Start by identifying all the risks that could potentially impact the project, such as budget cuts, scope creep, or team members quitting. Then, for each risk, determine the likelihood of it happening and its potential impact on the project. Then, create a mitigation plan for each risk that outlines how you’ll deal with it if it does occur. Hence, you can avoid being blindsided by risks and keep the project on track.
One of your most essential duties as a project manager is to serve as the main point of communication between all the stakeholders involved in a project. Keep everyone up-to-date on the project’s progress, relay any change updates, and address any concerns or questions.
Effective communication is integral to customer success. After all, they’re the ones footing the bill for the project, so it’s in your best interest to keep them in the loop. For that reason, you must establish clear communication channels, such as daily emails, weekly status reports, or in-person meetings.
You should also encourage your team members to speak up if they have any concerns or ideas to avoid misunderstandings and potential conflicts down the road.
Your Ghant chart from earlier will come in handy here as you track the progress of your project and ensure that it stays on schedule. As the project manager, it’s your responsibility to monitor the project’s metrics, flag any areas that are falling behind, and take corrective action to get the project back on track.
There are a variety of ways to track project progress and metrics. In addition to using project management software, you can hold regular status meetings with your team or create a “war room” where everyone can see the project’s progress at a glance. By tracking the project’s progress on a regular basis, you can catch any potential problems early on and avoid costly mistakes and delays.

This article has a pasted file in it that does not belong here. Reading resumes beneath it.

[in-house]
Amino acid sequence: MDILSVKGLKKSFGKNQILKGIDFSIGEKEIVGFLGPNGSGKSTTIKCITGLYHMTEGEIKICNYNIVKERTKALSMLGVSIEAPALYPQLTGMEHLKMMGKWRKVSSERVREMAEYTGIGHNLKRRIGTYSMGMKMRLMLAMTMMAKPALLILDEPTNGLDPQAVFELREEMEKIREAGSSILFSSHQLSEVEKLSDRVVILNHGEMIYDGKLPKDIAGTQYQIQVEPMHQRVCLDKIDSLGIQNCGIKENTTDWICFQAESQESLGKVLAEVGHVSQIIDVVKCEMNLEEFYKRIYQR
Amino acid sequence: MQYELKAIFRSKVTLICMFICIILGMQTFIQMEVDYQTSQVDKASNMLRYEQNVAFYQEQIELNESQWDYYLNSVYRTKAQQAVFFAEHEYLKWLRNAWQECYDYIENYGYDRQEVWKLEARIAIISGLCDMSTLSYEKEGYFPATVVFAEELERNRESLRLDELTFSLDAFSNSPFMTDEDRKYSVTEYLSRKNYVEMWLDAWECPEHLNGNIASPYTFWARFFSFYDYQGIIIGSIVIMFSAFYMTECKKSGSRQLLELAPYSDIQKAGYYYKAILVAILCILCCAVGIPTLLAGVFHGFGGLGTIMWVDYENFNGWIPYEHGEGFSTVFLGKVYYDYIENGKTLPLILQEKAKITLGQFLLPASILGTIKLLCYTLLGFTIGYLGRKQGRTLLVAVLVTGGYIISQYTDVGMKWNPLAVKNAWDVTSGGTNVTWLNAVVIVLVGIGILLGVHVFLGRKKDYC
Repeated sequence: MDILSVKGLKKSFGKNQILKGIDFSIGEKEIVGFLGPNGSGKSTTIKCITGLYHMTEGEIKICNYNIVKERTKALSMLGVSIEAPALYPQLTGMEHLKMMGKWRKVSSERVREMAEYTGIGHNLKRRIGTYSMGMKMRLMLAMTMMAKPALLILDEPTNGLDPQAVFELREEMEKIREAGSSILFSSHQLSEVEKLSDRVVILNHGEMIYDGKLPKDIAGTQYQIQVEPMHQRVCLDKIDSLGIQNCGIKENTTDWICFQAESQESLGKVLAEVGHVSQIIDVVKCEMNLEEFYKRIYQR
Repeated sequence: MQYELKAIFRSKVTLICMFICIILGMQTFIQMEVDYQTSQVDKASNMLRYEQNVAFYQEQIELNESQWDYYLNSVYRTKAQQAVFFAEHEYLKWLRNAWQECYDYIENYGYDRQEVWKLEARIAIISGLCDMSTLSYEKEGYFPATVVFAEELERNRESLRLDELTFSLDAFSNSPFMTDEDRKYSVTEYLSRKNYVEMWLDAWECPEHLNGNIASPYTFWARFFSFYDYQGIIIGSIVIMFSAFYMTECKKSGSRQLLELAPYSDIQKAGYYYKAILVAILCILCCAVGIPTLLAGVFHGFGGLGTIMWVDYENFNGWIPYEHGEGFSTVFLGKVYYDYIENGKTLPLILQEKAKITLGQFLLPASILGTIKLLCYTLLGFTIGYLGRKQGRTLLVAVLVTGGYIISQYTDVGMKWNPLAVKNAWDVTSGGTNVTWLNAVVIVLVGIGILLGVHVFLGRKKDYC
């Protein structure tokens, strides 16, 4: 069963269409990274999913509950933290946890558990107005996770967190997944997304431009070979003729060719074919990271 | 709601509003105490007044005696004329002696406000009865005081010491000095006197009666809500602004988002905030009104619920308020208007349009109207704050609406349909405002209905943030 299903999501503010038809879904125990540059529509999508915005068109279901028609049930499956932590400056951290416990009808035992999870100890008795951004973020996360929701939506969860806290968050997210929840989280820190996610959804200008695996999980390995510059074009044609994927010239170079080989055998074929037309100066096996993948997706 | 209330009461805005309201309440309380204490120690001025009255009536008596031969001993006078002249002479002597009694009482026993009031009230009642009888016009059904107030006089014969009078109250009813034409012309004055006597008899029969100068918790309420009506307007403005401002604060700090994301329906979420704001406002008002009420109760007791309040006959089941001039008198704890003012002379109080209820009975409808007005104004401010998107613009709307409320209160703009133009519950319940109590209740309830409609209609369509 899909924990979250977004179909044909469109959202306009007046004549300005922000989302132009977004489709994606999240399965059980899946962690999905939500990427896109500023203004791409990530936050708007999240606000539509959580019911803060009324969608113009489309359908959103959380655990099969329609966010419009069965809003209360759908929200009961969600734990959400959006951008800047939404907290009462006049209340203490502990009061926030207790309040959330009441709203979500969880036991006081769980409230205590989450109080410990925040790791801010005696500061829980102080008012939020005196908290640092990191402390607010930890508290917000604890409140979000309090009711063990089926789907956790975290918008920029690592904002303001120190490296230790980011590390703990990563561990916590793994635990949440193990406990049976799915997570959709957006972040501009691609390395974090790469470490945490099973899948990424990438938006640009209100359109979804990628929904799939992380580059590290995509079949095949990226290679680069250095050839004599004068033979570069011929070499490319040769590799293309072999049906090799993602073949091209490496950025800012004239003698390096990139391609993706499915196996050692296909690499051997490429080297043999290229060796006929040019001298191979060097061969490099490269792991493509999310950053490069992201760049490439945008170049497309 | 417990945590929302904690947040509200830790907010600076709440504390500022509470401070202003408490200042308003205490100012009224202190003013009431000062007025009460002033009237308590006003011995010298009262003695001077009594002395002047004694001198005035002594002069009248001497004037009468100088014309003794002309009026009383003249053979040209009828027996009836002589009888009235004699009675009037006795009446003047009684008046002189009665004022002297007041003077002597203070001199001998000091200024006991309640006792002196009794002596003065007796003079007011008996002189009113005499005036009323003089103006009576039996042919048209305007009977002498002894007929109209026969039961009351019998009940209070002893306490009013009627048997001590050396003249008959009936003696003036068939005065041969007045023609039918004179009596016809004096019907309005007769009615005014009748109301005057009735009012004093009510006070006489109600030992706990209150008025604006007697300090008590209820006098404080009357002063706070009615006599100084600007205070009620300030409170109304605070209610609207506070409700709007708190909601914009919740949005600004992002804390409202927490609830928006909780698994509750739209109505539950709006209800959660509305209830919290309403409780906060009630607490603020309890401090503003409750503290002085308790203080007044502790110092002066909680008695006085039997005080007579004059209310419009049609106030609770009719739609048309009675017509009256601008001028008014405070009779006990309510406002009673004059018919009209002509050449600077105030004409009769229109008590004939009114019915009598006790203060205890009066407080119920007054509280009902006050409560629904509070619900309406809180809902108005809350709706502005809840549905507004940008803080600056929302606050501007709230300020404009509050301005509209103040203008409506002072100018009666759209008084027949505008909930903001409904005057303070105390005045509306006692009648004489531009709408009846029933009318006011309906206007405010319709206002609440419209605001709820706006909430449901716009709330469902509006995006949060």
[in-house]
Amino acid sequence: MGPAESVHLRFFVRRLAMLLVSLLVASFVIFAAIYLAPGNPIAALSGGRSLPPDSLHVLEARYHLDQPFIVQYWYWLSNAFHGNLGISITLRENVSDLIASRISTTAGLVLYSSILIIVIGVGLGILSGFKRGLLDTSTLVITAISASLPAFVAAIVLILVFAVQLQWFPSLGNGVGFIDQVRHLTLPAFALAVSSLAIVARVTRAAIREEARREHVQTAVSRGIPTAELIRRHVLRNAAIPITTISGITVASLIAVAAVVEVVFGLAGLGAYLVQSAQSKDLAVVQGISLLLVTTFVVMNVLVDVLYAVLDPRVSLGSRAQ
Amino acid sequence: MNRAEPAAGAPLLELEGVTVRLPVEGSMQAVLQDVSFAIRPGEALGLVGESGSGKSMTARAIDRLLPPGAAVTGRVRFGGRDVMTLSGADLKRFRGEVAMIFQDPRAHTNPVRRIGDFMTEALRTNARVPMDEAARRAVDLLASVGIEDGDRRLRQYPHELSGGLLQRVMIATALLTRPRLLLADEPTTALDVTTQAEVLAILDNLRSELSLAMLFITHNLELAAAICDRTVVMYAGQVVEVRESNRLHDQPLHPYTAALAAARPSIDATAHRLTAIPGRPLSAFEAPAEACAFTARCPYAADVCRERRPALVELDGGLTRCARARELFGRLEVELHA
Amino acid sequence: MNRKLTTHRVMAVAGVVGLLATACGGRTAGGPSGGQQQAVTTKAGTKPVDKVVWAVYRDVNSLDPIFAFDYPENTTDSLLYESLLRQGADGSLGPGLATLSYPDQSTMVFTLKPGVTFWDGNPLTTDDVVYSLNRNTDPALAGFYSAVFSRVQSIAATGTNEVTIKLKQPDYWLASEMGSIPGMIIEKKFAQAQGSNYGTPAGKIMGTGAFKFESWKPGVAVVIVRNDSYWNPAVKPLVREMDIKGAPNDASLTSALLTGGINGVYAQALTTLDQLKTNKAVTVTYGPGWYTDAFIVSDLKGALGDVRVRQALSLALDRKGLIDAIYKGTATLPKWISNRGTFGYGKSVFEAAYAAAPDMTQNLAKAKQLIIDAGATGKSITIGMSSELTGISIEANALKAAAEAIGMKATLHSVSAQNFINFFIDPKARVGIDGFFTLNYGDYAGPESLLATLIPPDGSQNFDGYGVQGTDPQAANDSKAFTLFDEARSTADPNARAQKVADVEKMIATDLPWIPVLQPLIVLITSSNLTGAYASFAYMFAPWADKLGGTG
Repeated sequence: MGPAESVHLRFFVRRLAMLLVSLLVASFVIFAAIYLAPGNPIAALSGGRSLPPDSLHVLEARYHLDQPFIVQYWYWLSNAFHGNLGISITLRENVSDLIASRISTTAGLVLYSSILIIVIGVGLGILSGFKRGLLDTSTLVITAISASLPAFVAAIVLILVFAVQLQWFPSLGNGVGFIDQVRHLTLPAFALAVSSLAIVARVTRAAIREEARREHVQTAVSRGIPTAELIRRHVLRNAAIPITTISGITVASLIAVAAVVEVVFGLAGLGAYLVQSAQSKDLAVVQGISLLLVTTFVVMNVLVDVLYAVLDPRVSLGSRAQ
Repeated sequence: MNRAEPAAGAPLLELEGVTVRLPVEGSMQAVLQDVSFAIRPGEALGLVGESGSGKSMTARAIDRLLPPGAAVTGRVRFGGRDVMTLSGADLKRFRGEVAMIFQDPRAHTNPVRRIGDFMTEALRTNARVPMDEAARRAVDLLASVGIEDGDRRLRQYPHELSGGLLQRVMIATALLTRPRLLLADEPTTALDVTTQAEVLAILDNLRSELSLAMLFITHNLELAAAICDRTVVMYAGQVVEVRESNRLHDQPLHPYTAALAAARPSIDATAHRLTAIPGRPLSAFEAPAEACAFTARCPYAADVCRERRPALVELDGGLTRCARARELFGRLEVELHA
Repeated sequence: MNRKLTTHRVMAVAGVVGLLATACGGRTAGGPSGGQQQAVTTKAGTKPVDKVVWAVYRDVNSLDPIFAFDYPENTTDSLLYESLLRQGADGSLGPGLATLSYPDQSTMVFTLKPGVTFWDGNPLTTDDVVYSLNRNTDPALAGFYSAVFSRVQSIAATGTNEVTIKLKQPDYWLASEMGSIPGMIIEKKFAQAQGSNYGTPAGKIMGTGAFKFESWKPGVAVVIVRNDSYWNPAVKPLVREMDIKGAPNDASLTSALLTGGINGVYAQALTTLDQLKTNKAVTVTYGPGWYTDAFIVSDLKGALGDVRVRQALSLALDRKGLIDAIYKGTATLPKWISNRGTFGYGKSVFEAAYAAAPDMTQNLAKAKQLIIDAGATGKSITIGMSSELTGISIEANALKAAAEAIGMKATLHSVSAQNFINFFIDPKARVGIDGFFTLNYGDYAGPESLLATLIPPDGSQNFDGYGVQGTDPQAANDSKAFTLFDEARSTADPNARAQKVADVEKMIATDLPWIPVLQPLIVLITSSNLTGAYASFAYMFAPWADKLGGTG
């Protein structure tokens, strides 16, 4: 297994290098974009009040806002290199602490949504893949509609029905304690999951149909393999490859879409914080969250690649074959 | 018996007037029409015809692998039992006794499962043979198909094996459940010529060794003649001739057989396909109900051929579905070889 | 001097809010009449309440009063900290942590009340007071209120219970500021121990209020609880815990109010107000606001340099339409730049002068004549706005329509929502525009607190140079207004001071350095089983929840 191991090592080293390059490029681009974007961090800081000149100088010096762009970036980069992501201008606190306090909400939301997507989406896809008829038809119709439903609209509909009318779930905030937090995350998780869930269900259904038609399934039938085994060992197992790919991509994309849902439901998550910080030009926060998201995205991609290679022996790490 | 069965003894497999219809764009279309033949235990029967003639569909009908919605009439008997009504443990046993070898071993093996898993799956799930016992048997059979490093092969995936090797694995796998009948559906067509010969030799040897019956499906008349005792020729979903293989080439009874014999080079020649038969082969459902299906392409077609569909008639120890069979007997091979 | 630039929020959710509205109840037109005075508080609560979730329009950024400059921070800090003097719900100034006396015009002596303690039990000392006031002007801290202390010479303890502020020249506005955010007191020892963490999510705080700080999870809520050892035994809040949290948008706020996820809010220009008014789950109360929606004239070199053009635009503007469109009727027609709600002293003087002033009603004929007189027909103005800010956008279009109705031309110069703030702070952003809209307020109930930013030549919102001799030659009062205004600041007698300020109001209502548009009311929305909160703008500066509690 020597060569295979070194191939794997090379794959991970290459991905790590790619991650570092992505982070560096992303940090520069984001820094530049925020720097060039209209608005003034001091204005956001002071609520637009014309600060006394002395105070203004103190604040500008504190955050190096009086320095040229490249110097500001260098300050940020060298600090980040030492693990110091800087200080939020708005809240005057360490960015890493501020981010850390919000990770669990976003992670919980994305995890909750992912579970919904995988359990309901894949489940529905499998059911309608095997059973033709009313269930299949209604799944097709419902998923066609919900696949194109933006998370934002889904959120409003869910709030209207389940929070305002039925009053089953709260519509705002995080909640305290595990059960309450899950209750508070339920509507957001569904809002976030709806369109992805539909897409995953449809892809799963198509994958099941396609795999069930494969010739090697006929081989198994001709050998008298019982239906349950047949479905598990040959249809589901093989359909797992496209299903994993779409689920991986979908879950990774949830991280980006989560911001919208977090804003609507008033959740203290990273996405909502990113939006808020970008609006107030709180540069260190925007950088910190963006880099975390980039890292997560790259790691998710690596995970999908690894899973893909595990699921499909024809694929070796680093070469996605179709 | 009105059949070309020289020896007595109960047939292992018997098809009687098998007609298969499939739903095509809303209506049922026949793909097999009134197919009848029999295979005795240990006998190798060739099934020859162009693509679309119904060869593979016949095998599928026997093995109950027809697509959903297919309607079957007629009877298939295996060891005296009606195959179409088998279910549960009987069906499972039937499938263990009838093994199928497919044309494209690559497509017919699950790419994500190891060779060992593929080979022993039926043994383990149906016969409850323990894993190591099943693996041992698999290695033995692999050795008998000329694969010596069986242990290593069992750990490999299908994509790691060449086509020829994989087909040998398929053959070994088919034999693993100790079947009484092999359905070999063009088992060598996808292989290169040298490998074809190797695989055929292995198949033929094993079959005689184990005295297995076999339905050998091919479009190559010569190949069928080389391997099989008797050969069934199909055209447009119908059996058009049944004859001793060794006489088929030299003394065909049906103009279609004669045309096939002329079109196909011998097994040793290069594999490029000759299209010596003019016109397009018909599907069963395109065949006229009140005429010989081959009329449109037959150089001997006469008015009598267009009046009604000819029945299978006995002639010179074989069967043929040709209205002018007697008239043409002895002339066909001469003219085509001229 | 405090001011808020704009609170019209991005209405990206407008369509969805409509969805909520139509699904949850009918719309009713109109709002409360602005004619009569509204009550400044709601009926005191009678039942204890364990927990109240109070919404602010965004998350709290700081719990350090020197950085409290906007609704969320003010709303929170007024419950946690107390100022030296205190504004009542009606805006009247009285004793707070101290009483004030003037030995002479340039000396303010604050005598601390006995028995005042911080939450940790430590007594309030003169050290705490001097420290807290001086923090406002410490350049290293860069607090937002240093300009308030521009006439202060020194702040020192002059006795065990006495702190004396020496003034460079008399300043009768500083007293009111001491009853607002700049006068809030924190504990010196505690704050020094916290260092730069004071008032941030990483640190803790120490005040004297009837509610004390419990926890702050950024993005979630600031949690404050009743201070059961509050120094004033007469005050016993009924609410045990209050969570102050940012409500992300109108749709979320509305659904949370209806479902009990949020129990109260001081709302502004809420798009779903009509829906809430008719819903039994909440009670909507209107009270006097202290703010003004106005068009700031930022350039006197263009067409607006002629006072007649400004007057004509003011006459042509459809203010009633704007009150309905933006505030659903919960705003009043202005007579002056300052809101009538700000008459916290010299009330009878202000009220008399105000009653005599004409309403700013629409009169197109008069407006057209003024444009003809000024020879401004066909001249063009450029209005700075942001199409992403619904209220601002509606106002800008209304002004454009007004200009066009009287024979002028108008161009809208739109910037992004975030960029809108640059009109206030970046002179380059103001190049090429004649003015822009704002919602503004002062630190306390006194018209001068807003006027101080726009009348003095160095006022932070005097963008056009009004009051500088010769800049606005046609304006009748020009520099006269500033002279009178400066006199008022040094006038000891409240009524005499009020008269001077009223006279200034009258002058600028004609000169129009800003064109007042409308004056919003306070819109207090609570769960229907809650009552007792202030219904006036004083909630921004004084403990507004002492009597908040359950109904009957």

Lastly, it’s important to remember that no project ever goes exactly as planned. Despite your best efforts, there will always be unforeseen obstacles or changes that occur along the way. Yet, being flexible and adaptable is the key to coping with these changes.
Don’t freak out or try to force the project to stay on track. Instead, take a step back and reassess the situation. See if there’s a way to work the new changes into the project plan or if you need to adjust the timeline or budget. However, don’t forget to get approval from all the stakeholders before making any significant changes to the project to avoid unmet expectations or disagreements later on.
Project management is a complex and challenging field, so it’s crucial to arm yourself with as much knowledge as possible. In addition to reading articles like this one, there are a plethora of great books and online resources that can teach you the ins and outs of project management.
Likewise, consider pursuing a project management certification, such as the Certified Associate in Project Management (CAPM) and the Project Management Professional (PMP) certifications offered by the Project Management Institute or the Certified Six Sigma Black Belt Certification (CSSBB) of ASQ. These credentials will not only make you more knowledgeable and qualified for the job but also help you stand out from the competition and advance your career.
By continually learning and expanding your skill set, you can position yourself as an expert in the field and take your project management career to the next level.
The guest article was written by Sophia Young, from Content Studio.